It affects both international relations, and America’s domestic policies...
We see it all around us.
Regarding international relations: On June 29th, Politico bannered «House panel votes to force new debate on terror war», and reported that, «Congress may finally be getting fed up with war on autopilot. A powerful House committee voted unexpectedly Thursday to require Congress to debate and approve US military action in Iraq, Syria, Afghanistan and other far-flung countries».
On July 23rd, the always-insightful Wayne Madsen at Strategic Culture Foundation headlined «The End of the ‘New American Century’ Pronounced by the Pentagon», and reported that, «The days of US-led dubious «coalitions of the willing» taking unilateral military action are over». He summarized an extremely important new study, which had been commissioned by the Obama Administration but was issued only recently (last month), titled «AT OUR OWN PERIL: DOD RISK ASSESSMENT IN A POST-PRIMACY WORLD», which calls for the US government to abandon unilateralism altogether, and to employ military power only in conjunction and cooperation — as equals — with a small circle of four historically long-term international allies (page 100) «the United Kingdom, Australia, Canada, and France are particularly active US global partners» on a global basis, but «the regional variety» of ally includes (in addition to those four) «Japan and the Republic of Korea in the Pacific, and Egypt, Saudi Arabia, Jordan, and Israel in the Middle East come to mind in this regard. Obviously, the North Atlantic Treaty Organization (NATO) Alliance is a clear example of a regionally-based entente as well».
In other words (page 103): «There is universal recognition as well that the United States and its defense establishment no longer exercise the degree of unchallenged strategic dominance enjoyed from the end of the Cold War through the immediate post-9/11 period». Bullying by America («regime-change») is, in so many words, said to be passé — not wrong, just no longer practicable (except, perhaps, when it has the participation of those ‘allies’, such as it did in Iraq, and in Libya, and — what are they really trying to say there — other than, perhaps, what they think the new President, Trump, might be wanting them to say?).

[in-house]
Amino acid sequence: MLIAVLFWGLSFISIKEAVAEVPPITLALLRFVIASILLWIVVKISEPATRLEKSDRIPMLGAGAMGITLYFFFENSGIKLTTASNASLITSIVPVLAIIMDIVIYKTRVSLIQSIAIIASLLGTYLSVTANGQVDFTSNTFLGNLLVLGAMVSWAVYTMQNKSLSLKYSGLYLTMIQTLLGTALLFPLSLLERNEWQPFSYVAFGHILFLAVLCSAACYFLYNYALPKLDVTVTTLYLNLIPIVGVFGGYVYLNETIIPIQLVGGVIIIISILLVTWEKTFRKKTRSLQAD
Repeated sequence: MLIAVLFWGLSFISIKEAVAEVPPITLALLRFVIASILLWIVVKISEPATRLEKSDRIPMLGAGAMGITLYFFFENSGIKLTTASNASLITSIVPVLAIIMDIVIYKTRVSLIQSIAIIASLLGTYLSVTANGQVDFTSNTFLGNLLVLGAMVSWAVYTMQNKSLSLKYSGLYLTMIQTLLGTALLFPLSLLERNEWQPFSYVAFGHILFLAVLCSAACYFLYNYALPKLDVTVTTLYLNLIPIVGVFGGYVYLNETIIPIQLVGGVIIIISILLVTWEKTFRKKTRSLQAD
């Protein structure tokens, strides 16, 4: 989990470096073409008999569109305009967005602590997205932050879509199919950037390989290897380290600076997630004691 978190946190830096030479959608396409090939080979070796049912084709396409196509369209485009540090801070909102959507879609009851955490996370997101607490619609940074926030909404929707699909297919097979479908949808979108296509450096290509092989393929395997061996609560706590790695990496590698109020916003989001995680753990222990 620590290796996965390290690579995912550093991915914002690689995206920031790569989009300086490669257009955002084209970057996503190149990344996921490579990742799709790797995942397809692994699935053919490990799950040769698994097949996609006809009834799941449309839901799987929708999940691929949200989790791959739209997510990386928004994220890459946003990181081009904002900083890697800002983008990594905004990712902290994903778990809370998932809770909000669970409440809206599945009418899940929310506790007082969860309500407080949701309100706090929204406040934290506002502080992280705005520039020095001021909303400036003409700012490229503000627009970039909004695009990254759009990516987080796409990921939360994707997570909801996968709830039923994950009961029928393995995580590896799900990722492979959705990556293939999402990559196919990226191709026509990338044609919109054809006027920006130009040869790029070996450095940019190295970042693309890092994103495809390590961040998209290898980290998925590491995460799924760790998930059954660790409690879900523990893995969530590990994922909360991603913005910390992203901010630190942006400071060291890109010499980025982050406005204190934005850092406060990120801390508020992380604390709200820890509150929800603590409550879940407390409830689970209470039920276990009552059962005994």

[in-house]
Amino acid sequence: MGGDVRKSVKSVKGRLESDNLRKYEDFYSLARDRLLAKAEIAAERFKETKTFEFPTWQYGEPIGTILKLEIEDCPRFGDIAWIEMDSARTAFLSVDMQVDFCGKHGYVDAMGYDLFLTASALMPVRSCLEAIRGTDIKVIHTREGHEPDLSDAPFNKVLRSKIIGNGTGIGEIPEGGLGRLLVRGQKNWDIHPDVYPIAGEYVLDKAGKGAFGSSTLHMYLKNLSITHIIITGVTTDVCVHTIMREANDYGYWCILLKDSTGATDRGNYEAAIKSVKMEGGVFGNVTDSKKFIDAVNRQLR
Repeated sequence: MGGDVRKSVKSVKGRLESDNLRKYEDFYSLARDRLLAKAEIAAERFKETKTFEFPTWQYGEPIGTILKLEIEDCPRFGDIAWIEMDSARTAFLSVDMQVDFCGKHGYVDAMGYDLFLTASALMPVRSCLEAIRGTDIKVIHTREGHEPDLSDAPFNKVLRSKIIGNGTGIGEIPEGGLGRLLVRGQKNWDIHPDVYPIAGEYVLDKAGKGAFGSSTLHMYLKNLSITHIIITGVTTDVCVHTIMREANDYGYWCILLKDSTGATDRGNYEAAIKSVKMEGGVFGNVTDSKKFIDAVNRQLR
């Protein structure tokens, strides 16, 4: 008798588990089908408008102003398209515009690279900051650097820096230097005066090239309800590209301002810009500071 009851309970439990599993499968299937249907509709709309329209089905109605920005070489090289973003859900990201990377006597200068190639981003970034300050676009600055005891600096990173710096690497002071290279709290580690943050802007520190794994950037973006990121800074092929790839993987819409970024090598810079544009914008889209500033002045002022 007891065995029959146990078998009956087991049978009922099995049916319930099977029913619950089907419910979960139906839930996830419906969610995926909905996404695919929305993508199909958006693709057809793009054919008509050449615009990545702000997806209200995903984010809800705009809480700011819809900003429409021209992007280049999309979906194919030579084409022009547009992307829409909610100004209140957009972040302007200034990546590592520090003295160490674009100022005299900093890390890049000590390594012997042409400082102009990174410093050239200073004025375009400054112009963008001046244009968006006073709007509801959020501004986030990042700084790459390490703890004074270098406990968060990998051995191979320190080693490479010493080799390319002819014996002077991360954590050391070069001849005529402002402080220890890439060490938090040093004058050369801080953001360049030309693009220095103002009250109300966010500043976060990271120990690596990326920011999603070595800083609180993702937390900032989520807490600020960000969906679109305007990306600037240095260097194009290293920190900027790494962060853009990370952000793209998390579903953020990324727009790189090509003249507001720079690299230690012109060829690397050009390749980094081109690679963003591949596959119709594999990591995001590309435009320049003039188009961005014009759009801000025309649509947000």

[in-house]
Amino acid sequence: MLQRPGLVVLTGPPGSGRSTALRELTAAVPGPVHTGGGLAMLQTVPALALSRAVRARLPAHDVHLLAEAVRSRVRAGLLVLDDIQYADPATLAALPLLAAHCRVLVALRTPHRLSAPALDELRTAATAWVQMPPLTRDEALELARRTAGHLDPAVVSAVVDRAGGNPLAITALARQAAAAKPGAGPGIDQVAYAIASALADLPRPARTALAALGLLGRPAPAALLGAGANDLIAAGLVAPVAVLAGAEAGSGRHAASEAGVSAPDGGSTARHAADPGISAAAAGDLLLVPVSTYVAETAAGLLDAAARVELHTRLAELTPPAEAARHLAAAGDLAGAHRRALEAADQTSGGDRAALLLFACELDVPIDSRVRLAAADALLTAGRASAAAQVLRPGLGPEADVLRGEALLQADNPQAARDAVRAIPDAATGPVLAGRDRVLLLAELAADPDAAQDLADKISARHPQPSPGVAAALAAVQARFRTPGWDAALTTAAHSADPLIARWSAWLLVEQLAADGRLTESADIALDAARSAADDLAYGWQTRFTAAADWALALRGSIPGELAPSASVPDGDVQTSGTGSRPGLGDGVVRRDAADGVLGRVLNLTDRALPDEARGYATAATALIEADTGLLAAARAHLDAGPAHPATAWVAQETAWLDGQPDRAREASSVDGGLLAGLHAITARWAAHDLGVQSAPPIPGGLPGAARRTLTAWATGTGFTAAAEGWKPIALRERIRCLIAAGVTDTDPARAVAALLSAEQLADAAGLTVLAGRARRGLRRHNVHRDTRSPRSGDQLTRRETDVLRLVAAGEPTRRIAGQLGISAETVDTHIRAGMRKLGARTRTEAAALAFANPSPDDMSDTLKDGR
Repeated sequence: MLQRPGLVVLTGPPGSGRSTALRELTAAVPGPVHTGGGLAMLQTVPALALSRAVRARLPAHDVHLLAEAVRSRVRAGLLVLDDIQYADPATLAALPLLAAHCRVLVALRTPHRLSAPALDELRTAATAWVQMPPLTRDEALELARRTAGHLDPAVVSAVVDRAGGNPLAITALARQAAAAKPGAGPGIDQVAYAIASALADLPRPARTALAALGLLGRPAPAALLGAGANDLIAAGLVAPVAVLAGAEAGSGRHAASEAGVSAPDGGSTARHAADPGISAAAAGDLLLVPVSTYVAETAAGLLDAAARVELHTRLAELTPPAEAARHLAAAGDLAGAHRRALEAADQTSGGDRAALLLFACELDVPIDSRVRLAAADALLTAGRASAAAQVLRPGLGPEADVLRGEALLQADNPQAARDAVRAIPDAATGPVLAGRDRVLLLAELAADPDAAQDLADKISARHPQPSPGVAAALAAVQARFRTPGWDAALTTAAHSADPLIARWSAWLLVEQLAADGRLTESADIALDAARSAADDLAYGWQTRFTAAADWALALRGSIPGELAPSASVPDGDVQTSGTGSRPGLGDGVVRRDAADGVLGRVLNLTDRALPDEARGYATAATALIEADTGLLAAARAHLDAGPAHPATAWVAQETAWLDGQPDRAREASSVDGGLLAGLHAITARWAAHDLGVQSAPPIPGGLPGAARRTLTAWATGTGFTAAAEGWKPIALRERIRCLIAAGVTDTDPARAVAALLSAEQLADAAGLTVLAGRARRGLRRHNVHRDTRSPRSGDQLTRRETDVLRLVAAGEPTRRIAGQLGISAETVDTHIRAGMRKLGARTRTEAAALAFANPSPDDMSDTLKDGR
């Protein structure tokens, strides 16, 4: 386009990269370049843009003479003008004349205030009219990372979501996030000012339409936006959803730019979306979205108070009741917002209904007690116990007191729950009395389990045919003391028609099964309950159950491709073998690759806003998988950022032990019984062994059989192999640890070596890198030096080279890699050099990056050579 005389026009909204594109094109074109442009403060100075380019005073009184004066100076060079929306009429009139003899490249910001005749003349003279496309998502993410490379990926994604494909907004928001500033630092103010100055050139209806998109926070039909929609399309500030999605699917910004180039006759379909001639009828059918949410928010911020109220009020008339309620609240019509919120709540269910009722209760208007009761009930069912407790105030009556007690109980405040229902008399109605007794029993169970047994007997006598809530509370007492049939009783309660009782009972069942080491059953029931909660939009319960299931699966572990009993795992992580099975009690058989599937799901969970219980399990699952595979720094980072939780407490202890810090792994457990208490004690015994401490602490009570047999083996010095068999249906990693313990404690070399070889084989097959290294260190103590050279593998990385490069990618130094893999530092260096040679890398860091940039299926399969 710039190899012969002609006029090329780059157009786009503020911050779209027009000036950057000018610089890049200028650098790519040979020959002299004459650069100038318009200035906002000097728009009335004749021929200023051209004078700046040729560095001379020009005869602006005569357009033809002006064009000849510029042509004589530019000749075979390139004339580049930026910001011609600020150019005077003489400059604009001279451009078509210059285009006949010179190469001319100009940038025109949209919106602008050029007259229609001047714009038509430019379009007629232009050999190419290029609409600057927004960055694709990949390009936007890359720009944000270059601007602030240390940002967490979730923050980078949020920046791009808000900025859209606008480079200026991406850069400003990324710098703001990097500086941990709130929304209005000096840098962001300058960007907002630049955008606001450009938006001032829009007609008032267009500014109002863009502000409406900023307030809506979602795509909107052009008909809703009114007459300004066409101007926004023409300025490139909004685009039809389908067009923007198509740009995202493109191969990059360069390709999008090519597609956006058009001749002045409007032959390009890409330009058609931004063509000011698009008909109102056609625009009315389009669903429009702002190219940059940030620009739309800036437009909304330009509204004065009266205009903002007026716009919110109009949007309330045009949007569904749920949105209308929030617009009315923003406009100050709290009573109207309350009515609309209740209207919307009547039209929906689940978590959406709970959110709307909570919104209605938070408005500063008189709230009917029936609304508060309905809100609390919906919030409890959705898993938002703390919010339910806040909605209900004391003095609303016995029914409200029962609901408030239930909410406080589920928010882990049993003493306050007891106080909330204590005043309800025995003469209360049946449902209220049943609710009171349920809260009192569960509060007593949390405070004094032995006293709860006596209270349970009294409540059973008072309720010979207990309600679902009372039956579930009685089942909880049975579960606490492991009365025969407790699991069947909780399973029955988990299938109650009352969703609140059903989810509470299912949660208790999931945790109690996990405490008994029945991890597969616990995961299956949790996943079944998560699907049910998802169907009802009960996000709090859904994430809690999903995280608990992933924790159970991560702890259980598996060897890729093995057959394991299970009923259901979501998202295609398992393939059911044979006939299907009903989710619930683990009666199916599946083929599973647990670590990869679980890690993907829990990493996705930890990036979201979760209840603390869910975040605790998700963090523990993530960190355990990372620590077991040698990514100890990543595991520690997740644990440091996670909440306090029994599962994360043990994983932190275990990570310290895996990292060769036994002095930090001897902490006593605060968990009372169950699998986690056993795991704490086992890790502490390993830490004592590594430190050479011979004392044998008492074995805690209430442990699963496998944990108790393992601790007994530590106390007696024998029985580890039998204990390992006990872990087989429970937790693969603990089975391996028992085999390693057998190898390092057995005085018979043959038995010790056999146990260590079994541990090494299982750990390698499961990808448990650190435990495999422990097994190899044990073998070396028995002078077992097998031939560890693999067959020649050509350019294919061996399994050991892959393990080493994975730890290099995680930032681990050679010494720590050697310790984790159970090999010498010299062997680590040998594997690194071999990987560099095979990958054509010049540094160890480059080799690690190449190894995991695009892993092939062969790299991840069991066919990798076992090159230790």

For such a document to be asserting that NATO — America’s oldest, largest, most formalized, and most clearly military, alliance — is of only «regional» military concern to the United States, comparable to the military concern that the US has regarding individual countries such as Jordan or Japan elsewhere, is a huge break away from prior US military thinking. It is certainly a repudiation of the Cold War conception of US military commitments and objectives. It upends them.
This is also (whatever it is) a repudiation of Barack Obama’s famously repeated assertions that all other nations except the US are «dispensable». In the imperial view, only the imperial nation is essential; all other nations are mere vassal-states, of subordinate (if any) concern. It was always the view that imperial nations held. It might even be said to define «imperialism». Typical from Obama was this — that imperial President’s most thorough statement of the imperial doctrine, on 28 May 2014, to graduating cadets at West Point, «Remarks by the President at the United States Military Academy Commencement Ceremony»:
Meanwhile, our economy remains the most dynamic on Earth; our businesses the most innovative. Each year, we grow more energy independent. From Europe to Asia, we are the hub of alliances unrivaled in the history of nations. America continues to attract striving immigrants. The values of our founding inspire leaders in parliaments and new movements in public squares around the globe. And when a typhoon hits the Philippines, or schoolgirls are kidnapped in Nigeria, or masked men occupy a building in Ukraine, it is America that the world looks to for help. (Applause.) So the United States is and remains the one indispensable nation. That has been true for the century passed and it will be true for the century to come.